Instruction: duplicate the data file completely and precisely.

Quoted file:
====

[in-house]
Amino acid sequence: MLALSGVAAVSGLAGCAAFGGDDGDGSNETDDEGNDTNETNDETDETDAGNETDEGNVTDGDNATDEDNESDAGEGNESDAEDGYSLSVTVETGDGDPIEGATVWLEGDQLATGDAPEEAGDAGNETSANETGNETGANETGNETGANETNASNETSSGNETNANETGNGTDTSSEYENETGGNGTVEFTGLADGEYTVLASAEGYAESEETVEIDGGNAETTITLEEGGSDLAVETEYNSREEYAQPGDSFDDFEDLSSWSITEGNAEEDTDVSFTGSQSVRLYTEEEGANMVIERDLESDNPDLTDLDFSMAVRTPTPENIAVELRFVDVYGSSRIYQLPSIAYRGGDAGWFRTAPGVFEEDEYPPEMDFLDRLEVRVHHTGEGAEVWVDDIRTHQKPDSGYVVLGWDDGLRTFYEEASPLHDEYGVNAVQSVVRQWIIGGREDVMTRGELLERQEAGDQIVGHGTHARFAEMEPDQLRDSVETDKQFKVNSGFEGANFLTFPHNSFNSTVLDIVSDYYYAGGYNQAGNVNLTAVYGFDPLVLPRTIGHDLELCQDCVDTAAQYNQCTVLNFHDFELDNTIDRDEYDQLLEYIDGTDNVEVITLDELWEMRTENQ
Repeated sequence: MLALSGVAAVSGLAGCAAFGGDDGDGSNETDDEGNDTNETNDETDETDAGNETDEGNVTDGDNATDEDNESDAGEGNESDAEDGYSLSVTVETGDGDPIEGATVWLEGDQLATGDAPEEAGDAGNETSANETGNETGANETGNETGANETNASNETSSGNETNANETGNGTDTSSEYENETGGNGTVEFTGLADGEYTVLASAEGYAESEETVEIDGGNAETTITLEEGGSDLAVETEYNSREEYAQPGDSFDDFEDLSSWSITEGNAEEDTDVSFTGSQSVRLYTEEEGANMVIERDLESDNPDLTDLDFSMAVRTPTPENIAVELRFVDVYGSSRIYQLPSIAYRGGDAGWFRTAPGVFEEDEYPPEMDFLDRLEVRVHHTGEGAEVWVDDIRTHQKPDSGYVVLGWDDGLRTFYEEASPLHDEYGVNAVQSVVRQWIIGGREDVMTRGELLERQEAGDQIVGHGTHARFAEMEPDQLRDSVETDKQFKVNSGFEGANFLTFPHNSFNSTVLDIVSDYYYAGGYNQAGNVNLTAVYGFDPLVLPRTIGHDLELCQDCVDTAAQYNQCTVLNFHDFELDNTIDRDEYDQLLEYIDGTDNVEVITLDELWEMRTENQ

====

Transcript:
[in-house]
Amino acid sequence: MLALSGVAAVSGLAGCAAFGGDDGDGSNETDDEGNDTNETNDETDETDAGNETDEGNVTDGDNATDEDNESDAGEGNESDAEDGYSLSVTVETGDGDPIEGATVWLEGDQLATGDAPEEAGDAGNETSANETGNETGANETGNETGANETNASNETSSGNETNANETGNGTDTSSEYENETGGNGTVEFTGLADGEYTVLASAEGYAESEETVEIDGGNAETTITLEEGGSDLAVETEYNSREEYAQPGDSFDDFEDLSSWSITEGNAEEDTDVSFTGSQSVRLYTEEEGANMVIERDLESDNPDLTDLDFSMAVRTPTPENIAVELRFVDVYGSSRIYQLPSIAYRGGDAGWFRTAPGVFEEDEYPPEMDFLDRLEVRVHHTGEGAEVWVDDIRTHQKPDSGYVVLGWDDGLRTFYEEASPLHDEYGVNAVQSVVRQWIIGGREDVMTRGELLERQEAGDQIVGHGTHARFAEMEPDQLRDSVETDKQFKVNSGFEGANFLTFPHNSFNSTVLDIVSDYYYAGGYNQAGNVNLTAVYGFDPLVLPRTIGHDLELCQDCVDTAAQYNQCTVLNFHDFELDNTIDRDEYDQLLEYIDGTDNVEVITLDELWEMRTENQ
Repeated sequence: MLALSGVAAVSGLAGCAAFGGDDGDGSNETDDEGNDTNETNDETDETDAGNETDEGNVTDGDNATDEDNESDAGEGNESDAEDGYSLSVTVETGDGDPIEGATVWLEGDQLATGDAPEEAGDAGNETSANETGNETGANETGNETGANETNASNETSSGNETNANETGNGTDTSSEYENETGGNGTVEFTGLADGEYTVLASAEGYAESEETVEIDGGNAETTITLEEGGSDLAVETEYNSREEYAQPGDSFDDFEDLSSWSITEGNAEEDTDVSFTGSQSVRLYTEEEGANMVIERDLESDNPDLTDLDFSMAVRTPTPENIAVELRFVDVYGSSRIYQLPSIAYRGGDAGWFRTAPGVFEEDEYPPEMDFLDRLEVRVHHTGEGAEVWVDDIRTHQKPDSGYVVLGWDDGLRTFYEEASPLHDEYGVNAVQSVVRQWIIGGREDVMTRGELLERQEAGDQIVGHGTHARFAEMEPDQLRDSVETDKQFKVNSGFEGANFLTFPHNSFNSTVLDIVSDYYYAGGYNQAGNVNLTAVYGFDPLVLPRTIGHDLELCQDCVDTAAQYNQCTVLNFHDFELDNTIDRDEYDQLLEYIDGTDNVEVITLDELWEMRTENQ